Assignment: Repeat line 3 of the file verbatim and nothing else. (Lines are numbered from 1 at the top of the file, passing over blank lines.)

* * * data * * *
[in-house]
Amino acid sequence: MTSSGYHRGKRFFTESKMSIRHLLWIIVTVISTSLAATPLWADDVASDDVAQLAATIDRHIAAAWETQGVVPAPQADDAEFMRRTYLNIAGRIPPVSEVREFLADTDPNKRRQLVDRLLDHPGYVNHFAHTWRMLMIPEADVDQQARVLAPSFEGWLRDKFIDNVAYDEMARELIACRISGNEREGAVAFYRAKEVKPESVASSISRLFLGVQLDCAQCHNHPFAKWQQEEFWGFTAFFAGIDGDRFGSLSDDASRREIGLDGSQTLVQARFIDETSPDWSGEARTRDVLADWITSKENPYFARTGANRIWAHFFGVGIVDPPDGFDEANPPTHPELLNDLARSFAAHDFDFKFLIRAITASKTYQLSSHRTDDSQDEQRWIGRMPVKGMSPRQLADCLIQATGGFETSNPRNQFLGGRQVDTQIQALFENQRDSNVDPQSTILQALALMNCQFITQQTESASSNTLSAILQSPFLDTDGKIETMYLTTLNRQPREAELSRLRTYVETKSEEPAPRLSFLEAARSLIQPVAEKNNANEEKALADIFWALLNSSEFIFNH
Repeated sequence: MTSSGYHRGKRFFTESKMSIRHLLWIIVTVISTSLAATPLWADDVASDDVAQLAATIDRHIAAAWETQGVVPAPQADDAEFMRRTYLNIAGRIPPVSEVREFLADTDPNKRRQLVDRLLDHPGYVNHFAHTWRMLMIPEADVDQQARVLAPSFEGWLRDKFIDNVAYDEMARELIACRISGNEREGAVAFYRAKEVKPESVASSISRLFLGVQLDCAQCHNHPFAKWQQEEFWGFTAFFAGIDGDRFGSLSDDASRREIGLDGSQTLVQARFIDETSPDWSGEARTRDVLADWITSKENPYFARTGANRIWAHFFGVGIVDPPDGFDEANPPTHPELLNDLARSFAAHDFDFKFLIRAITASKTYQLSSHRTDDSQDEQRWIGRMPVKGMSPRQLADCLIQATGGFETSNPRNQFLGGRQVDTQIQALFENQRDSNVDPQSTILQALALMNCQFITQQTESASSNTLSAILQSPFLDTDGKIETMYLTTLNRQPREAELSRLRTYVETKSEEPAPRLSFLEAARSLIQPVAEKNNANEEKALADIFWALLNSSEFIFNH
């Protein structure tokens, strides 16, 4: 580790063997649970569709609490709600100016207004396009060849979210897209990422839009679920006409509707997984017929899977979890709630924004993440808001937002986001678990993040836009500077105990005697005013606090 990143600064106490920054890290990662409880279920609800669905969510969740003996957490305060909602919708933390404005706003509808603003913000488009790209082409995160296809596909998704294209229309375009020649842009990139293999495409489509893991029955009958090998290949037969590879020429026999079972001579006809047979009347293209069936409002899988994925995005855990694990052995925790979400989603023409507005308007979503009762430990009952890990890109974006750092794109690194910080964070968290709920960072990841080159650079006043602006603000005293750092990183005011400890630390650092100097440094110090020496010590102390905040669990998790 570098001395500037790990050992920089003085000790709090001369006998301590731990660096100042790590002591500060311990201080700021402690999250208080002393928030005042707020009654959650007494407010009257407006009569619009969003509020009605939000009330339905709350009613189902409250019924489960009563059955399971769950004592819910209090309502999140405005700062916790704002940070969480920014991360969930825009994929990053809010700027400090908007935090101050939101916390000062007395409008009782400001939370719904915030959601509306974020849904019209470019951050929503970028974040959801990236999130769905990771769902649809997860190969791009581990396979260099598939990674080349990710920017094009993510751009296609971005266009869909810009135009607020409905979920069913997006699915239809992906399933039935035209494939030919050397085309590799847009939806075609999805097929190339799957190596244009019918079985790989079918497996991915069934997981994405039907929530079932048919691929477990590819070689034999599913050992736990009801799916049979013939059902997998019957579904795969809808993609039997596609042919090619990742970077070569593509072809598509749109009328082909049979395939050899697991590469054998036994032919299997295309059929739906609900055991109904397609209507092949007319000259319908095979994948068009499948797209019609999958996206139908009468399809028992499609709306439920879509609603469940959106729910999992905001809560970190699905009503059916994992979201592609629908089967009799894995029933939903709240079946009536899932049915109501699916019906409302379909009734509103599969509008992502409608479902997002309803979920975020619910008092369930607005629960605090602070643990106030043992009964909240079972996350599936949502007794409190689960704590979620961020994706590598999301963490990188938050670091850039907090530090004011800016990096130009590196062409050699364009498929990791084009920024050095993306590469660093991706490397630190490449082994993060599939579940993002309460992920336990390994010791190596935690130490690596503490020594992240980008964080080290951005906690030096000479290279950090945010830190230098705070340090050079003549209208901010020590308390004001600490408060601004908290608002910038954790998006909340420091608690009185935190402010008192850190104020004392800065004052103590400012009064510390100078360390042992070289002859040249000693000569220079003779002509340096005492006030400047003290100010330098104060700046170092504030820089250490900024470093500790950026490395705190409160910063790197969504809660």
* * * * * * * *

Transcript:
Repeated sequence: MTSSGYHRGKRFFTESKMSIRHLLWIIVTVISTSLAATPLWADDVASDDVAQLAATIDRHIAAAWETQGVVPAPQADDAEFMRRTYLNIAGRIPPVSEVREFLADTDPNKRRQLVDRLLDHPGYVNHFAHTWRMLMIPEADVDQQARVLAPSFEGWLRDKFIDNVAYDEMARELIACRISGNEREGAVAFYRAKEVKPESVASSISRLFLGVQLDCAQCHNHPFAKWQQEEFWGFTAFFAGIDGDRFGSLSDDASRREIGLDGSQTLVQARFIDETSPDWSGEARTRDVLADWITSKENPYFARTGANRIWAHFFGVGIVDPPDGFDEANPPTHPELLNDLARSFAAHDFDFKFLIRAITASKTYQLSSHRTDDSQDEQRWIGRMPVKGMSPRQLADCLIQATGGFETSNPRNQFLGGRQVDTQIQALFENQRDSNVDPQSTILQALALMNCQFITQQTESASSNTLSAILQSPFLDTDGKIETMYLTTLNRQPREAELSRLRTYVETKSEEPAPRLSFLEAARSLIQPVAEKNNANEEKALADIFWALLNSSEFIFNH